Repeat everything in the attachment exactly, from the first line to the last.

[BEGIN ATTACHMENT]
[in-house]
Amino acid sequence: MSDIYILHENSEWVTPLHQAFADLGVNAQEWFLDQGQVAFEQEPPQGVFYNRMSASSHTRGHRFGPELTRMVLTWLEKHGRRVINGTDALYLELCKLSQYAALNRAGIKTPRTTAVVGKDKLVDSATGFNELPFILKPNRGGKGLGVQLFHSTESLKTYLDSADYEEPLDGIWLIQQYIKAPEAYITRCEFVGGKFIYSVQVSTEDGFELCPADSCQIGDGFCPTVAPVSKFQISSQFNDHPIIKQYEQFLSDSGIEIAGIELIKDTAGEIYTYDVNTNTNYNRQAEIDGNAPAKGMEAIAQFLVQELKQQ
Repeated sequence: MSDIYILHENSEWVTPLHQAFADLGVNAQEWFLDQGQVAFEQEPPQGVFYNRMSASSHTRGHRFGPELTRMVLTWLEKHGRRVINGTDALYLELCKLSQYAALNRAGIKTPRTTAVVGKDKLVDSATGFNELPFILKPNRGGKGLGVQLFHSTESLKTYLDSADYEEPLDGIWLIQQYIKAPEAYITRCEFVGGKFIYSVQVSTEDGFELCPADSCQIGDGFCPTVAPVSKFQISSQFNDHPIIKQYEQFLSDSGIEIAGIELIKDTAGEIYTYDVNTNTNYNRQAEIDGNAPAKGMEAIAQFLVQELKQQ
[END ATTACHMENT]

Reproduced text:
[in-house]
Amino acid sequence: MSDIYILHENSEWVTPLHQAFADLGVNAQEWFLDQGQVAFEQEPPQGVFYNRMSASSHTRGHRFGPELTRMVLTWLEKHGRRVINGTDALYLELCKLSQYAALNRAGIKTPRTTAVVGKDKLVDSATGFNELPFILKPNRGGKGLGVQLFHSTESLKTYLDSADYEEPLDGIWLIQQYIKAPEAYITRCEFVGGKFIYSVQVSTEDGFELCPADSCQIGDGFCPTVAPVSKFQISSQFNDHPIIKQYEQFLSDSGIEIAGIELIKDTAGEIYTYDVNTNTNYNRQAEIDGNAPAKGMEAIAQFLVQELKQQ
Repeated sequence: MSDIYILHENSEWVTPLHQAFADLGVNAQEWFLDQGQVAFEQEPPQGVFYNRMSASSHTRGHRFGPELTRMVLTWLEKHGRRVINGTDALYLELCKLSQYAALNRAGIKTPRTTAVVGKDKLVDSATGFNELPFILKPNRGGKGLGVQLFHSTESLKTYLDSADYEEPLDGIWLIQQYIKAPEAYITRCEFVGGKFIYSVQVSTEDGFELCPADSCQIGDGFCPTVAPVSKFQISSQFNDHPIIKQYEQFLSDSGIEIAGIELIKDTAGEIYTYDVNTNTNYNRQAEIDGNAPAKGMEAIAQFLVQELKQQ